Harvard reacts to JFK’s slaying
Editor’s note: In the fall of 1963, Terrence Dwyer, a 1963 graduate of Humboldt High School who is today the editorial page coordinator at The Messenger, was a freshman at Harvard University. On Nov. 23, 1963, he wrote a letter to his mother, Maxine Dwyer, describing the reaction on the Harvard campus to the assassination of the president. Maxine Dwyer, then the principal at Lincoln Elementary School in Fort Dodge, shared the letter with Walter Stevens, then the editor of The Messenger. Stevens published the following excerpts from Terry Dwyer’s letter a few days later. It begins with his description of a gathering of several classmates in his room in Thayer Hall in Harvard Yard to listen to the radio news coverage of the shooting in Dallas.
“The reaction to the president’s death was very moving here at Harvard. … A silence of disbelief fell over the room. We all sat and waited for someone to say that it was not true.
“Shortly after the shocking announcement the giant bell in the tower of Memorial Church began to toll sadly. In the Yard students came out of classrooms and stood staring at the bell in bewilderment. Students gathered in little groups in the Yard and those who had heard the tragic news greeted their fellows with the simple phrase, ‘He is dead. The president is dead.’ Students and professors stood about the Yard in silence. Many walked slowly back to their rooms, eyes swollen with tears. On the ground a man was lying face down – quietly sobbing into the grass. Slowly the giant American flag on University Hall was lowered to half staff.
“The whole nation was shocked by the death of President Kennedy, but Harvard was hit especially hard. Few Harvard students have ever experienced a national catastrophe as severe as the murder of a president. Most have no remembrance of World War II, and in their lifetimes no president has been assassinated and only one, President Roosevelt, has died. Most, however, were infants at the time of Franklin Roosevelt’s death or had not yet been born.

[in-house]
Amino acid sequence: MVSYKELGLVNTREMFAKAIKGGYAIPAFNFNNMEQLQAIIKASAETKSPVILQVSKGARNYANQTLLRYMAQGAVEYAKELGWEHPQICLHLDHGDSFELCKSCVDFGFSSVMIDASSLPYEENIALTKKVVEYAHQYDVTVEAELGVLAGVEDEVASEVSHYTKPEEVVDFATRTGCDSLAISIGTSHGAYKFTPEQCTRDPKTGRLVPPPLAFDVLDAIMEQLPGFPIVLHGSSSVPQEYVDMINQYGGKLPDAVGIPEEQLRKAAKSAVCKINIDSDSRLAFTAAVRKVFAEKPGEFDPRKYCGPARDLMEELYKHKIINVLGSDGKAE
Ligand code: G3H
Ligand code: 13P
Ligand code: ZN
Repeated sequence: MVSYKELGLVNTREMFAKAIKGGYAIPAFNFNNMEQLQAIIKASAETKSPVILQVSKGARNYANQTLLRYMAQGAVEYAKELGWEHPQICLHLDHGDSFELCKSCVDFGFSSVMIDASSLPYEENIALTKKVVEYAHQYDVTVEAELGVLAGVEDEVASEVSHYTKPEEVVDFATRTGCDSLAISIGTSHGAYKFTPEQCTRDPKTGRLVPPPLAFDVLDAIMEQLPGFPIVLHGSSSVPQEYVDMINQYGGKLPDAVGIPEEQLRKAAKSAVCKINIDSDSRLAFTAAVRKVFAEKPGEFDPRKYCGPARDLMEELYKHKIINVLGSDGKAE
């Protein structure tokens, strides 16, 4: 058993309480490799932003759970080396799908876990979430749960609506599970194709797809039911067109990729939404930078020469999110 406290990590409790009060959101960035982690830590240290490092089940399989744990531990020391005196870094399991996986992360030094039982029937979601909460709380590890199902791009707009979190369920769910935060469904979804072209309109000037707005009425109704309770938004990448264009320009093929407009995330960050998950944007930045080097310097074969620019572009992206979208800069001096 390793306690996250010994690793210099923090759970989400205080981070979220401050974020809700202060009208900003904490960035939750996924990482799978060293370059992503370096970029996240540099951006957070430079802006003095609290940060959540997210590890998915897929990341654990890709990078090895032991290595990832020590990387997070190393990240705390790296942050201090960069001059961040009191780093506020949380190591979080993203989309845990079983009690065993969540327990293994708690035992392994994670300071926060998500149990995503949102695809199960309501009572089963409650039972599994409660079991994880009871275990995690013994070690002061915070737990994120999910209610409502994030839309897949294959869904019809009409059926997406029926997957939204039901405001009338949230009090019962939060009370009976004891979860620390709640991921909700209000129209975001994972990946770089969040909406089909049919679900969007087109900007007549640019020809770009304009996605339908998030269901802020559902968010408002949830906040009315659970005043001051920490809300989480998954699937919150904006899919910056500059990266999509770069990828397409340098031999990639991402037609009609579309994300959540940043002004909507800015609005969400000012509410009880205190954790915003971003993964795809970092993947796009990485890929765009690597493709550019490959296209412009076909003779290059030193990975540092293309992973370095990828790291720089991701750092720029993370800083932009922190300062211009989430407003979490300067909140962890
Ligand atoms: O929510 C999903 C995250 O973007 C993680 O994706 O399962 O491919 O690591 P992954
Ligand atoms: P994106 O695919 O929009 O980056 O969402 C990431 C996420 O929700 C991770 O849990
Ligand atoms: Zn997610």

“The Harvard Crimson hit the streets with an extra late in the afternoon. Students and proctors gathered at the Union to view the coverage of the terrible event on television. The small TV room of the Harvard Union was crowded as the cameras focused on the presidential plane as it landed in Washington. Looking about the room, one could see tears streaming down the faces of many Harvard men as the bronze casket bearing the body of the late president was lowered to the ground. From the back of the room came the muffled sound of choked-back sobs.
“Harvard and Cambridge were even more shocked and grieved by the murder of the president than were many other areas of the country. Kennedy was unbelievably popular here. Harvard is part of the congressional district from which young John Kennedy was elected to the House of Representatives many years ago. Students and professors at Harvard had seen a young and gay John Kennedy root for Harvard in a closely fought football game in Cambridge just a few short weeks ago. To Harvard men, who had so recently seen the vibrant young president here in Cambridge, it seemed inconceivable that he could be dead.
“Harvard has closed down for a period of mourning. Friday night as I walked to dinner the sun had just set and the last orange streaks of sunlight gave a strange aura to the Yard. The very sky seemed to be filled with blood and across the Yard the lights of the university went out. Harvard will reopen on Tuesday (Nov. 26) but for the time being the Yard is quiet and the great libraries are dark. … “